For those non-skiers out there…

Posted: January 7, 2012 in Uncategorized
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I understand that not everyone in the multiverse is a skier, and since I understand that there may be some confusion when I refer to ski terms, I have compiled this list of trail ratings for those non-skiers out there. Now you will know what I talk about when I describe a “blue” or “black” run. Don’t say I never did anything for you.

~ Ian

Standard American Trail Ratings:

Brown Line: Completely flat. Nothing interesting ever happens on these runs, because there is no challenge. Most skiers refer to the brown slopes as the “shits”.

Hazards: None whatsoever.

Green Circle: Mild difficulty. The “green” runs are easy, and for that reason, are constantly clogged with screaming children, screaming adults, adults going at walking speed, and people who generally have no idea what they are doing. Because of the various people clogging these runs, they are actually more challenging for experienced skiers. Finding your way down a green run is a bit like playing a game of Tetris on snow. In fact, most green runs are equipped with speakers that play the Tetris theme, speeding up as you reach the end of the slope. For this reason, the end of the run is usually the place where the most crashes happen. Watch yourself.

Hazards: Small children of indeterminate gender in enormous puffy board jackets that make them look like pink or yellow marshmallows; snowboarders who decide to sit down RIGHT IN YOUR BLIND SPOT to adjust their bindings; massive clumps of adult skiers from Southern California who have never been above a thousand feet in their life and flock together like spray-tanned chickens, going as slowly as possible and NEVER LETTING YOU PASS THEM; medium-sized children on snowboards who fall down in the middle of the run and NEVER GET UP, grannies on snowboards.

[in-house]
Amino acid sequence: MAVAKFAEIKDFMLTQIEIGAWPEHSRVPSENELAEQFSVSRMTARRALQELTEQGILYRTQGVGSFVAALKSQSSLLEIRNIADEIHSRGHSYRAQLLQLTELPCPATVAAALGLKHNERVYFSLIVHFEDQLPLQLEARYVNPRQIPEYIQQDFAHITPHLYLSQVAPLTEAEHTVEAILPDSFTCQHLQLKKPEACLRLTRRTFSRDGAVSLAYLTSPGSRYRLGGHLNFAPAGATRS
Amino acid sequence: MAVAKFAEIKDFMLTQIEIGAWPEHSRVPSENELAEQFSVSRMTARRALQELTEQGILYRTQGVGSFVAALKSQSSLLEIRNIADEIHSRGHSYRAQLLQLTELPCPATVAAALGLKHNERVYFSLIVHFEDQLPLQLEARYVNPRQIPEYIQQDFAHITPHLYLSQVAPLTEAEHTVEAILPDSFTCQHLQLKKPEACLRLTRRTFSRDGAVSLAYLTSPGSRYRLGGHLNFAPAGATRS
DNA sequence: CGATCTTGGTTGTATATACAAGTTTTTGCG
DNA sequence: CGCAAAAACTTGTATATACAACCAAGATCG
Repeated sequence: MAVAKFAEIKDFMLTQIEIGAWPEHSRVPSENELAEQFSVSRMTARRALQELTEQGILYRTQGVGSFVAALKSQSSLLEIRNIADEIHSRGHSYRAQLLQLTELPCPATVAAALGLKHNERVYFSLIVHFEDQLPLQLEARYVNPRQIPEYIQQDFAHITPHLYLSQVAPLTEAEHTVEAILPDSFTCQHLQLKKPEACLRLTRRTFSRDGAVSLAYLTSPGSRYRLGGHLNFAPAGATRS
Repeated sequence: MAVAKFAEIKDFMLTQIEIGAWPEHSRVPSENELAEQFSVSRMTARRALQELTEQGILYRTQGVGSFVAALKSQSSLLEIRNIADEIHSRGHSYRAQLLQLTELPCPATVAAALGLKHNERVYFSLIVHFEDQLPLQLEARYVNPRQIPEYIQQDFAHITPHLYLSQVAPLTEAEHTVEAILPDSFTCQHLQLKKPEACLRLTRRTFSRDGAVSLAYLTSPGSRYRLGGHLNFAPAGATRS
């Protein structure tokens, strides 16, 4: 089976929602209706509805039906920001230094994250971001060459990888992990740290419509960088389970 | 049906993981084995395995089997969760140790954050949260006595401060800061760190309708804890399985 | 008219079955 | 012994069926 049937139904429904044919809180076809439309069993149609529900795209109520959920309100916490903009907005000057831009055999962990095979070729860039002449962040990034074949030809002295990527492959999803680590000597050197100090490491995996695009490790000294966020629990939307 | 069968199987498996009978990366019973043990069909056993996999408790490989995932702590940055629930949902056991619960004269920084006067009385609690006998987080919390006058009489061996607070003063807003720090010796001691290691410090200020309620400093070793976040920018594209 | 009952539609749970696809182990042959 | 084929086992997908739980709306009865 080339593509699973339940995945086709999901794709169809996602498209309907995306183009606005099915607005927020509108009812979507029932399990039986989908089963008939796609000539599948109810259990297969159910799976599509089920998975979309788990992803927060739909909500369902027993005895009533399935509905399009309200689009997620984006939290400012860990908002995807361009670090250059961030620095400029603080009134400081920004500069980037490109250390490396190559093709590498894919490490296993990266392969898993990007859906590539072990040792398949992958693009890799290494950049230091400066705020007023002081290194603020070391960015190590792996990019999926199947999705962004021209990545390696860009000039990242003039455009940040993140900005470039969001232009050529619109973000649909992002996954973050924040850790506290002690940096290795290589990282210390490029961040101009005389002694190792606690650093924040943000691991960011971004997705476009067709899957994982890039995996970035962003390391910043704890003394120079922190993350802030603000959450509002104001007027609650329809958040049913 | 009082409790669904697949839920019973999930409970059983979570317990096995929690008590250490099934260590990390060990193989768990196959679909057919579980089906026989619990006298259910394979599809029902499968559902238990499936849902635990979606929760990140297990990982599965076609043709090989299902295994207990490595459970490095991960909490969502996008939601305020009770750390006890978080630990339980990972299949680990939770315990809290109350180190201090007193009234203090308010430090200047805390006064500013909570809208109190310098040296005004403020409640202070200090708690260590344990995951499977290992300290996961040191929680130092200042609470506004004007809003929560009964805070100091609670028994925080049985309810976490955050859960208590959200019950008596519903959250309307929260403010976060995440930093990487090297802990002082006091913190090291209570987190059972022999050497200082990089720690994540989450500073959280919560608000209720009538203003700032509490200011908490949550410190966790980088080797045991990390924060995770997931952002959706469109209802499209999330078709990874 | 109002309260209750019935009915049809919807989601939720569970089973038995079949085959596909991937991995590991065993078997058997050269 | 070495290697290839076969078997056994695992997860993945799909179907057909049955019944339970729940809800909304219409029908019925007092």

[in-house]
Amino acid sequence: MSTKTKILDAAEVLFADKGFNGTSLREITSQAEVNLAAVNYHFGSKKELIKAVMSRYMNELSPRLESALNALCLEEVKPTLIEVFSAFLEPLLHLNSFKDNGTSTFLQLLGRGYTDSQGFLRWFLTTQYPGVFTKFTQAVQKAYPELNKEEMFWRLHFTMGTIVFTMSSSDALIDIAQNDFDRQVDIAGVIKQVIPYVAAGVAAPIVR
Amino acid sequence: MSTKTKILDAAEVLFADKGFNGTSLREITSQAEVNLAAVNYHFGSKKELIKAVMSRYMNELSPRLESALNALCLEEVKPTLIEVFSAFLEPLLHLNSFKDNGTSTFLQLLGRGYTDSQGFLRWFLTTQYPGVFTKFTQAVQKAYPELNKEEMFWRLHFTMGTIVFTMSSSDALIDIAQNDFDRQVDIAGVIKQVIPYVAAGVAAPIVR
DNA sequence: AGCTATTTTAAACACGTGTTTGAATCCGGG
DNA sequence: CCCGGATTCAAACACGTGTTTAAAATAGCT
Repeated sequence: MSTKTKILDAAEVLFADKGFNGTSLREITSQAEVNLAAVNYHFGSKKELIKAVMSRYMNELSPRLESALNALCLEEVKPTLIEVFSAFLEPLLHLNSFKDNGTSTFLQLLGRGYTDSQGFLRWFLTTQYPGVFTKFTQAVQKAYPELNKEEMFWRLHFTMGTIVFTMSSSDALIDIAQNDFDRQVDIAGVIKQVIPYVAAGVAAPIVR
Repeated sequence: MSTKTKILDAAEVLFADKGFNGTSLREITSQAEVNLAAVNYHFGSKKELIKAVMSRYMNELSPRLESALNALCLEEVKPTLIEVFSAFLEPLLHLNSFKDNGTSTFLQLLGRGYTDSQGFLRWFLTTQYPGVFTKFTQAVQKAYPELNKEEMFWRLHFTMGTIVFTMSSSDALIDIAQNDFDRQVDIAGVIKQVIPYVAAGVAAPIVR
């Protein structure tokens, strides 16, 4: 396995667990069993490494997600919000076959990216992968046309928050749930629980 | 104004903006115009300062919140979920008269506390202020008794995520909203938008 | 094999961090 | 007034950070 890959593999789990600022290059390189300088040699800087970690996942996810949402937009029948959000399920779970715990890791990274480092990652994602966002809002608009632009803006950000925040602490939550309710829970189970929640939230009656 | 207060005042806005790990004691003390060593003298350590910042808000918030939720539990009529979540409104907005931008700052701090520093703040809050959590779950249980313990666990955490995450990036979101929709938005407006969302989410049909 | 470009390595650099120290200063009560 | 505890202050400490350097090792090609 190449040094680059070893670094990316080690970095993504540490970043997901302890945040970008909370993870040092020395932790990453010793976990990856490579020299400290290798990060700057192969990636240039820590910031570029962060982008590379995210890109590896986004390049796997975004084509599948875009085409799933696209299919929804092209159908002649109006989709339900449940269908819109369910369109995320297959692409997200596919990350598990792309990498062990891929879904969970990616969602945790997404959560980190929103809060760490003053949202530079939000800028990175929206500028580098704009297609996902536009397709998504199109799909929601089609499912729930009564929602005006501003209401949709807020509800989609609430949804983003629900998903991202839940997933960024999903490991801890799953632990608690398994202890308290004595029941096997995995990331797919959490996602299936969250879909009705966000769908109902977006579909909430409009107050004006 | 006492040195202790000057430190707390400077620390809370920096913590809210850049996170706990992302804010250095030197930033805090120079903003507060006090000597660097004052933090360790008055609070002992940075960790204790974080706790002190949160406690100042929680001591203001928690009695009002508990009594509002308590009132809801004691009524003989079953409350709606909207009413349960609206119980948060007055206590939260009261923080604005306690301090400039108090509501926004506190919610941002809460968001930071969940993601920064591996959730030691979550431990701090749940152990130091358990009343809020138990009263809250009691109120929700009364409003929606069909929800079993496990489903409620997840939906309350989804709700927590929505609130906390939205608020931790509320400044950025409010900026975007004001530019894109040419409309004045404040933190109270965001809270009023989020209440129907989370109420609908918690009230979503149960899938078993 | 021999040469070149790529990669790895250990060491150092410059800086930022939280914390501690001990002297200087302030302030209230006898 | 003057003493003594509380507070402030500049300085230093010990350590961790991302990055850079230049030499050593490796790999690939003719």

Blue Square: Moderate difficulty. Most ski resorts consist of mainly “blue” runs. However, do not be decieved by the rating: blue runs can range in difficulty from glorified green runs to ice-covered bowls that shoot you down the hill at forty miles an hour and leave you a battered, shivering wreck at the bottom of the slope. As always, decide what is best for your own difficulty level before you choose to go down a blue run. Everyone else on the mountain will thank you for it.

Hazards: Trees; rocks; chairlift poles; gondola towers; people going slower than you; people going faster than you; asshole teens on snowboards; asshole sixty-year-olds on telmark skis; blind skiers; deaf skiers; people listening to loud music on their headphones (so they might as well be deaf); snowmobiles going uphill; snowmobiles traversing across the run, just suddenly coming out at fifty miles an hour AND GIVING YOU A FUCKING HEART ATTACK; snow bikers.

Black Diamond: Advanced difficulty. The “black” runs consist mainly of high-elevation bowls near the peaks of the mountain, narrow chutes, Olympic-class mogul runs, and runs that look more steep than they actually are. These runs are specifically for more advanced skiers, and the lift operators will look for the black diamond tattoo placed in a secret place on your body after you take the Advanced Skier and Snowboarder Holistic Orientation and Learning Examination (also known as the ASSHOLE Test). Don’t be afraid to lie about your qualifications before getting in the lift line– if you are an attractive young woman, and you show enough skin, the lift operators may be fooled into thinking that they “saw” a black diamond tattoo that wasn’t actually there.

Hazards: Cornices; powder; small cliff drops; icicles; ice patches; moguls; professional snowboarders on their days off; people who like to ollie over other skiers/riders as they come down the mountain; people who run into you from behind (watch your back); overzealous ski patrol; underzealous ski patrol; chutes.

Double Black Diamond: Experts only. Don’t think I’m kidding– these runs are for only the best of skiers. Only the fabled Octarine Tesseract runs are more difficult than the “double blacks”. Do not attempt these runs if you doubt your courage, or your strength– for death awaits ye with big nasty pointy teeth.